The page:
LMMS and Sporth
This post is a brief reflection about the efforts I took to get Sporth running as a native LMMS effect plugin.
Over the past few years, my compositional process has broken away from the DAW to follow what I would call a first-priciples "bottoms-up" approach to sound generation. It all started with a curiosity of how Csound worked under the hood. This led to the creation of Soundpipe, which implemented DSP at the inner loop level. This then lead to the builing a language abstraction for Soundpipe called Sporth. The natural progression is to build abstractions around Sporth now, which I believe will involve visualization, and graphical user interfaces.
The idea to put Sporth up in a DAW stems from an internal compromise I have made with myself. A part of me has often wanted to build a DAW from scratch, but another part of me has also realized the huge amount of work it takes to build a usable DAW when you are just one person. The middle path is to not reinvent the wheel and find existing software that can be built around my ecosystem of existing tools.
Enter Linux MultiMedia Studio, otherwise known as LMMS.
LMMS is a DAW for Linux that I've known about over the years.
I first used it seven years ago for my high school senior year project. My project was survey of the various music software for Linux available at the time.
Just for fun, I dug up my report, and found the section on LMMS. My concluding words for the section on LMMS were bittersweet:
LMMS has much potential for growing into an application which rivals major commercial competitors. At the moment however, the application is still glitchy and can use some optimization for more flexibility on older hardware. Despite these faults, it is still an excellent start for beginning Linux musicians who do not want to spend their life learning about how music technology works, and just want to get started making music. This program is especially good for musicians used to making tracks in Fl Studio because of its unmistakable resemblance to the software. It is in my prediction that in five years, LMMS will become one of the best digital audio workstations on the Linux Platform.
Indeed, seven years later, LMMS has gone through some incredible changes. In recent years, both the UI and the website have undergone a complete makeover, giving LMMS a very modern look. Along with the looks, LMMS has seem to have made many many bugfixes and improvements and the user experience feels totally different from what I remember. LMMS in 2017 has a very active community of users full of individuals very enthusiastic about Linux and music production. It's very cool to see.
Nostalgia aside, LMMS has a few great things in particular that I like. Features like automation curves, timeline editors, thoughtful UI design, and native plugins/synthesizers are parts of wheels I don't have to reinvent. LMMS compiles without trouble on my Slackware machine, and any software capable doing that is worth looking at. LMMS is open source, which makes it ripe for some tasteful, which is how Sporth got to be in LMMS to begin with.
Current set up
LMMS has enough plugins implemented that I was able to code by example. I was very fortunate to have someone else writing a plugin with a very similar idea, so that make things even easier.
The Sporth plugin is implemented as an effect plugin. Currently, it has the following features:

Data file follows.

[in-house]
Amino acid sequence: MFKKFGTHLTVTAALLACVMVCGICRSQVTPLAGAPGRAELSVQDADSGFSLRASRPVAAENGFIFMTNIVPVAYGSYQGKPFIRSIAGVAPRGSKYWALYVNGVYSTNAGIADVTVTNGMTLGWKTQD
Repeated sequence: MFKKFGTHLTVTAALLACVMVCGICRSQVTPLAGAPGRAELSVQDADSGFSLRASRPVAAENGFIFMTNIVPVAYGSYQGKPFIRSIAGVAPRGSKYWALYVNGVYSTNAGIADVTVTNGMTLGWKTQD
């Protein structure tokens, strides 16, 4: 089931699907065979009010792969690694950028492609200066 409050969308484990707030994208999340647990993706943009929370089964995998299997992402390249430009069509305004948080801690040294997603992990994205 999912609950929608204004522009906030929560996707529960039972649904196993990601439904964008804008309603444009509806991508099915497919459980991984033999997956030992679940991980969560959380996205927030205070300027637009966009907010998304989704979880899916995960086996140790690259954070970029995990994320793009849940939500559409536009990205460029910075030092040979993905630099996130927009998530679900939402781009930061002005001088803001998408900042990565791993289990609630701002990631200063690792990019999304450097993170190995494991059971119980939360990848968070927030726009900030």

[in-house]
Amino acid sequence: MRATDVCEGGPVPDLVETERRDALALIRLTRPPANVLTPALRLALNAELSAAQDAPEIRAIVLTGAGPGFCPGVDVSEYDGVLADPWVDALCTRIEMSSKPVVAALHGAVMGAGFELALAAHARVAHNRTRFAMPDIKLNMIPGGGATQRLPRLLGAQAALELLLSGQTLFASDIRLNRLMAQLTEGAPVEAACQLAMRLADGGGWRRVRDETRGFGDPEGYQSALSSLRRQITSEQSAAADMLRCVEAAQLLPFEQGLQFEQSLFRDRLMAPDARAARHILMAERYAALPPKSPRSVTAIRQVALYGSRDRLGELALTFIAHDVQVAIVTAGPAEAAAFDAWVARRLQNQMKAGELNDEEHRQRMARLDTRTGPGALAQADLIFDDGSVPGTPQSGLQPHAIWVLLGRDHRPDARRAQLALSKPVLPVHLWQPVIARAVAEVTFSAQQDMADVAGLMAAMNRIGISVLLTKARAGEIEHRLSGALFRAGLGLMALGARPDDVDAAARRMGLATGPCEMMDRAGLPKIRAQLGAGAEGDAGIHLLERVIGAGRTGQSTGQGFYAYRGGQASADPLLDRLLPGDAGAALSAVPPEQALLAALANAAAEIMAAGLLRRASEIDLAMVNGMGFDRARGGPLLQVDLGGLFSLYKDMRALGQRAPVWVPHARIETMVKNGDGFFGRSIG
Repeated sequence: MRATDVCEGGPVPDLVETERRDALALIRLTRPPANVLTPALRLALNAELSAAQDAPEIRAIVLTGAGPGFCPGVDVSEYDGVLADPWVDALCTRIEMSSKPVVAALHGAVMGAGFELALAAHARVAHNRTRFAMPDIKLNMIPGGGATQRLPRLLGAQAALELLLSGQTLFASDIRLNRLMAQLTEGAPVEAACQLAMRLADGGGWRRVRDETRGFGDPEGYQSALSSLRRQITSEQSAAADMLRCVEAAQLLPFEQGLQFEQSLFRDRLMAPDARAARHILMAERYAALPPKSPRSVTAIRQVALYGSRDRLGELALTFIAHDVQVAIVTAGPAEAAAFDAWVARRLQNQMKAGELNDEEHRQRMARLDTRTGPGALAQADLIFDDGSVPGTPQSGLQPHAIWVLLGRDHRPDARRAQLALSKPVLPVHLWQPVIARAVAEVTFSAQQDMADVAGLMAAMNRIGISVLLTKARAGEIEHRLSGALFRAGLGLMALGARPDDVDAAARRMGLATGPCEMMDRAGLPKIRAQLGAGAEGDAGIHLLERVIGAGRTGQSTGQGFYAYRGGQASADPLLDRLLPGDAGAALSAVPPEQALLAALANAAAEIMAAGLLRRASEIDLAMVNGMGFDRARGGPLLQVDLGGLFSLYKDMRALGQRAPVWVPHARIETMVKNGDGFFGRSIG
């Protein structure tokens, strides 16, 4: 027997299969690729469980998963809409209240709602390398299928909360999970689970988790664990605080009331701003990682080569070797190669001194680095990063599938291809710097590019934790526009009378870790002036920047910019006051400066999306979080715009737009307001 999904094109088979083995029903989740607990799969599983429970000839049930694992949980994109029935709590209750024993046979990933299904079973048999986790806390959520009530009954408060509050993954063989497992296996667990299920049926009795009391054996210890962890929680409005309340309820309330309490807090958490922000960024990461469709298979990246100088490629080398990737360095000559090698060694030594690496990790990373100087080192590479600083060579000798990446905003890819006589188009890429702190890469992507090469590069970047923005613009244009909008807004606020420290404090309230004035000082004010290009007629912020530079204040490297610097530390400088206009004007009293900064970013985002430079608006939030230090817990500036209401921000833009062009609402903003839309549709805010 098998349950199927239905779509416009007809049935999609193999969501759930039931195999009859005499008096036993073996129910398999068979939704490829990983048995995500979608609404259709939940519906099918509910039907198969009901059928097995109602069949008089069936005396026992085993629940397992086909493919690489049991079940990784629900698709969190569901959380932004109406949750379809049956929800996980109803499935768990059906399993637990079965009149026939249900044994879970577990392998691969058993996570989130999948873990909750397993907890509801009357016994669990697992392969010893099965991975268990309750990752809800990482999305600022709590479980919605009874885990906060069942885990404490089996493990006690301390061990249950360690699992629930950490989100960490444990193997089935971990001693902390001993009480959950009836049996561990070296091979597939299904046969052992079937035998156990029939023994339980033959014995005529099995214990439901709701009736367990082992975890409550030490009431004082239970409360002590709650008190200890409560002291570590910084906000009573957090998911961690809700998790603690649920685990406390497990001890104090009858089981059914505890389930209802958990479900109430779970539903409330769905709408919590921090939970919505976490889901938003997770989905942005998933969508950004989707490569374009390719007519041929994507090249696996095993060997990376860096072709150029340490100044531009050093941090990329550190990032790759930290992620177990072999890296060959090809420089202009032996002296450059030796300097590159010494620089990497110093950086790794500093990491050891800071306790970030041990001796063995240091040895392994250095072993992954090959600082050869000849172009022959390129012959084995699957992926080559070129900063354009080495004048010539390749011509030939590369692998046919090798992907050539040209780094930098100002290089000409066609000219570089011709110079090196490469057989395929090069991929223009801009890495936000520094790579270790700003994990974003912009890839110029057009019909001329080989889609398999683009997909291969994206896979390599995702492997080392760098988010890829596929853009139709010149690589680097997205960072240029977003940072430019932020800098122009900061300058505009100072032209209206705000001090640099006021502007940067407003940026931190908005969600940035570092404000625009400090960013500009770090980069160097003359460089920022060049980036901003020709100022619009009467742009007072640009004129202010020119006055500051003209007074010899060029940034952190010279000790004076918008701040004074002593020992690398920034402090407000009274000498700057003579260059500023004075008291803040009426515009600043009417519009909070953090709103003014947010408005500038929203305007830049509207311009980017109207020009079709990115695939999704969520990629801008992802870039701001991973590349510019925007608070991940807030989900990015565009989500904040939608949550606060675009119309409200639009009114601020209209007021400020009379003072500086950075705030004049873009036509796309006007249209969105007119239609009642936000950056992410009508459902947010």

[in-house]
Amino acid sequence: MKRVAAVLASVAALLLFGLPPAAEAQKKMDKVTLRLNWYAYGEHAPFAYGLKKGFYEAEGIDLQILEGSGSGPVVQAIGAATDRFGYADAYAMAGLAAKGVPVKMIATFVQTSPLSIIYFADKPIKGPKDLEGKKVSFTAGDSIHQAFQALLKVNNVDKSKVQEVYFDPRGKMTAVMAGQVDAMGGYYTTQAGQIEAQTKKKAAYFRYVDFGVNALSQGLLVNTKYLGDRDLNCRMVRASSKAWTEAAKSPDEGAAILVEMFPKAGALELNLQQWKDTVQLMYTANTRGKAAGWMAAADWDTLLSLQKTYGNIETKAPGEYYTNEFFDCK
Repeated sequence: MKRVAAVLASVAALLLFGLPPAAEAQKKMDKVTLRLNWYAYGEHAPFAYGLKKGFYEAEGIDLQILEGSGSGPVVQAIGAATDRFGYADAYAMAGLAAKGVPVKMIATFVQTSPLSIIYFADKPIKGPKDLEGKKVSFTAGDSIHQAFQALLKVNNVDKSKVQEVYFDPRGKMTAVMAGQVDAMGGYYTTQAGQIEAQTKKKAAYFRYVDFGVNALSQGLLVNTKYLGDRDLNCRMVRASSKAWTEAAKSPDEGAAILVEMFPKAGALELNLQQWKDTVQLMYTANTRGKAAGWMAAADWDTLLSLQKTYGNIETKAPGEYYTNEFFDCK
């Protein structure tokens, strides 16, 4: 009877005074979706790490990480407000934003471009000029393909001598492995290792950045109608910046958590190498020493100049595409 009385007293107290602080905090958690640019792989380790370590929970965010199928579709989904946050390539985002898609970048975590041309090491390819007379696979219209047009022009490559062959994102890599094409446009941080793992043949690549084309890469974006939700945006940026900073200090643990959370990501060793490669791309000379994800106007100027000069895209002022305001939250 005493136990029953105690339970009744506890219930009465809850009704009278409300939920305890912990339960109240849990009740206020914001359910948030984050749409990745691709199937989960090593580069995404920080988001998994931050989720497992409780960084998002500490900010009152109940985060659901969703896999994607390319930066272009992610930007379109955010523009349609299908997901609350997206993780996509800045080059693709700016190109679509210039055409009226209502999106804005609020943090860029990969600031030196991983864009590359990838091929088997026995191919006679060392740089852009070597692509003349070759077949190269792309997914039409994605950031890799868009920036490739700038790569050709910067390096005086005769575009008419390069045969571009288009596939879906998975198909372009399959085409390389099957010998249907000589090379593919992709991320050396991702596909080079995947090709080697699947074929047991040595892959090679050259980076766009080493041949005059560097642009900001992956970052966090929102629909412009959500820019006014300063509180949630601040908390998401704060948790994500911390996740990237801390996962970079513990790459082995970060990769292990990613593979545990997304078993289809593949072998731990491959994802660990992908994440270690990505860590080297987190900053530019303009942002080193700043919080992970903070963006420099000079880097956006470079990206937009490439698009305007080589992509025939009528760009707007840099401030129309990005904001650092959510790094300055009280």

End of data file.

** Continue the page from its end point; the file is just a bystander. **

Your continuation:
- A plain text editor to write Sporth code, with monospace font
- 4 programmable knobs that can be read inside Sporth
- On-the-fly recompilation that can be done using automation
- Save Sporth text
- Able to process left/right input signal
- Can access song tempo
- Ability to have Sporth recompile itself
Things work pretty well for the most part, but there are a few quirky things to deal with. The recompilation control is a bit of a hack, it is implemented as a two state knob instead of a button to make it work properly with automation. When the button goes from the 0 to 1 state, it recompiles the Sporth code. The other weird thing is that since Sporth is an effect, it will only kick on when a signal is given to it. You'll need to make sure some kind of audio is going into it. In my LMMS projects, I have a dummy synth that plays a note into them, with automation that tells Sporth to recompile itself at the beginning. When I start up LMMS, I have to hit play twice to get Sporth to run. After that, Sporth stays on indefinitely.
Since playing around with LMMS and the LMMS sporth plugin, I've come across a few unintended pleasant outcomes:
LMMS can spawn multiple instances of Sporth. This is very nice as Sporth patches can process other Sporth patches!
LMMS, once spawned, "stays" in the current directory, which means Sporth is able to load samples, sporth plugins, and other external things. This could potentially be a great way to indirectly extend what LMMS can do!
The ability for Sporth to recompile itself is actually a feature that Sporth is currently unable to do by itself, so it's a nice thing to have in the LMMS editor. One thing I've been able to do is hook up a button from my f310 controller to recompile Sporth.
Thoughts for the future
The main thing I want to do now is to just use the damn thing and get more familiar with the LMMS workflow. My hope is that this could be a new set up for my Sporthlings, which is currently a live coding setup in Vim.
One idea I had was to build a native LMMS instrument that spit out MIDI note number gate signals, and to couple that with Sporth to build monophonic synthesizers.
I could add more than 4 knobs to Sporth, but four seems to be plenty for my brain to handle at one time.
LMMS-Sporth is built separately from LMMS, which is perhaps the most important thing about this whole project. My hope is that eventually other LMMS developers will develop plugins in this way. It is much faster to build a plugin separately from the LMMS codebase, and could pave the way for faster prototyping.